Monday, November 14, 2005

Pat Robertson is at it again!

I know this happened last week, but I thought I had to at least mention it here. Pat Robertson had this to say to the citizens of Dover, PA who last week replaced school board members who had voted to require biology teachers to mention intelligent design in their discussion of evolution:

"I'd like to say to the good citizens of Dover: If there is a disaster in your area, don't turn to God. You just rejected him from your city, and don'’t wonder why he hasn'’t helped you when problems begin, if they begin. I'’m not saying they will, but if they do, just remember, you just voted God out of your city. And if that'’s the case, don'’t ask for his help because he might not be there."

He later clarified his response by adding the following:
"God is tolerant and loving, but we can't keep sticking our finger in his eye forever," Robertson said. "If they have future problems in Dover, I recommend they call on Charles Darwin. Maybe he can help them."
Those of who know me that I put my science and my faith in two different categories. In my opinion, science studies the laws God established for the way the world works. Evolution could be the method God chose to create the universe. I don't have the answer to that, and neither does anyone else. What I do have is the faith that God did create the universe in whatever way he saw fit. This faith cannot be proven by science, but it is also not weakened by the lack of proof.

We discussed this very issue and this very case with Dr. Charles Haynes, directory of the First Amendment Center, at the Freedom Forum on my recent trip to Washington. In my response paper, which I still plan to post here soon, I had this to say on the issue:

Dr. Haynes saved one of his most profound statements for the end of the discussion. He said, "“If religion has to be proven in a scientific way, then there is no place for faith in religion." As a Christian, I believe that faith has to take precedence over science. Only faith can explain the existence of miracles; science cannot. Only faith can explain the power of prayer; science cannot. And, only faith can prove the existence of God; science cannot. As most Christians know, faith can be more powerful than any scientific theory, and that should be enough.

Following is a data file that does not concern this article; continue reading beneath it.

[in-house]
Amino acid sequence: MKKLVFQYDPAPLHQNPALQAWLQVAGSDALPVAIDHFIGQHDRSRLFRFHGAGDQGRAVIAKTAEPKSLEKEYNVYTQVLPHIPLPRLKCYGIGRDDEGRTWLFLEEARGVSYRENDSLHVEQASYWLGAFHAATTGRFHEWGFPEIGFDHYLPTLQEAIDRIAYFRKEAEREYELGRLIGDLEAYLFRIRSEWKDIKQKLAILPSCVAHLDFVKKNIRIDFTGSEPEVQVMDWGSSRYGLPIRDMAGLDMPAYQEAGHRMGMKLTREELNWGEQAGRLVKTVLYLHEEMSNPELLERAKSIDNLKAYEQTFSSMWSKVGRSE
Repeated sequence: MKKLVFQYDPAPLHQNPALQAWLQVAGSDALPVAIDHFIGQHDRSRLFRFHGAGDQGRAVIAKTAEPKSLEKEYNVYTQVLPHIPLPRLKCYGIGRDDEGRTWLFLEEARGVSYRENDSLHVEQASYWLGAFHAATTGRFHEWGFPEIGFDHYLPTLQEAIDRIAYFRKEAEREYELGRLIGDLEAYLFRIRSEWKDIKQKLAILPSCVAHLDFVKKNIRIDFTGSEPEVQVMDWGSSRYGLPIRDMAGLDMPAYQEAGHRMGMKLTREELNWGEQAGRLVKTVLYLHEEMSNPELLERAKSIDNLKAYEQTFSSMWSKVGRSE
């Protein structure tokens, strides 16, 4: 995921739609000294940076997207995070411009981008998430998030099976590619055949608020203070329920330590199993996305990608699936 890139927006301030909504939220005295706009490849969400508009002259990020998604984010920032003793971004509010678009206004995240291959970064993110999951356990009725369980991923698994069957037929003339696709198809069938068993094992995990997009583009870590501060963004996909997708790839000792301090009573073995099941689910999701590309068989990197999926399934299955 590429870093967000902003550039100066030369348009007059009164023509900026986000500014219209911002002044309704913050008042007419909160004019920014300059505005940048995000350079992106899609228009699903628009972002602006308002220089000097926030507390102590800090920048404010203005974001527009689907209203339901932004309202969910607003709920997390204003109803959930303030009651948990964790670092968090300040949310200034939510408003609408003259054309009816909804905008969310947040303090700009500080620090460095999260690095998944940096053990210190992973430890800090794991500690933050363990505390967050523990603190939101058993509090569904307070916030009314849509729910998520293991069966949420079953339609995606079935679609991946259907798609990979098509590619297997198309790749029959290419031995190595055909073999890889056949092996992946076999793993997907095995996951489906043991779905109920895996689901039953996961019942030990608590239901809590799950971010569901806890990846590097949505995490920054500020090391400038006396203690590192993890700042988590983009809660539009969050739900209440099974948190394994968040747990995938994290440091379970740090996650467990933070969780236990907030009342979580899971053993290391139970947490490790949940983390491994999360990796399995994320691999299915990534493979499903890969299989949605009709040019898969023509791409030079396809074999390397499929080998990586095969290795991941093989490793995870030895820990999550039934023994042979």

You can read an Associated Baptist Press article about Pat Robertson's comments by clicking here.


Roger said...

Why are Falwell and Robertson the focus of so much energy amongst Christians? Are Falwell and Robertson the enemy? Are Falwell and Robertson brothers in Christ? What is the benefit of postings such as this? I believe it gives atheists, scoffers and skeptics inner peace that they don't need to repent as they can find many believers that appear to feel the same as they do (compare their statements with yours and others in the church regarding Falwell and Robertson). That leads to my main point: is this how God has told us how to deal with disagreements in the church? Is God calling us to this?

Gil Gulick said...

The benefit is simple. I have personally heard people say they will not become Christians if they have to believe the kind of things that Falwell and Robertson believe. I believe that their beliefs are in the minority, and at times they border on, or actually are false prophets.

Roger said...

So we pattern our behavior based on what unbelievers views are - or what scripture tells us? Aren't their views likely to change? I still am having a hard time finding where this kind of treatment of brothers in Christ is scriptural. What if I started posting blog articles titled 'Gil is at it again!' - wouldn't you feel a little hurt that I did that and seemed to be publicly hashing it out and not even getting in touch with you? It would seem that I really didn't want you to be corrected of your error, rather I was having a good time at your expense (which, by the way, is what atheists and scoffers love to do - just search the web to see what kind of sites harbor these attitudes). Remember - we are Christians - and so are Falwell and Robertson - unless you believe that 'being in the minority' as you say - nullifies their relationship with Christ - which ultimately means that salvation hangs on works instead of grace through faith. Is this working out our sanctification with fear and trembling? Also, have you seen many unbelievers come to Christ by this method of evangelism - of not focusing on Jesus but rather focusing on the faults of other Christians? I see a lot of likeminded people complimenting themselves as they have already come to that opinion long before reading blog posts along this line. However, I have yet to see that someone's eyes have been opened to the truth of the Gospel by this method.

Gil Gulick said...

I think we are looking at it from different perpectives. You asked if I had seen many unbelievers come to Christ this way, but my point is how many people I have seen driven away from the church by comments, specifically by Falwell and Robertson. I have many personal experiences with this. If I was able to undo the damage at all, it took a LONG time. I do understand the point you are making, and I appreciate your taking the time to post.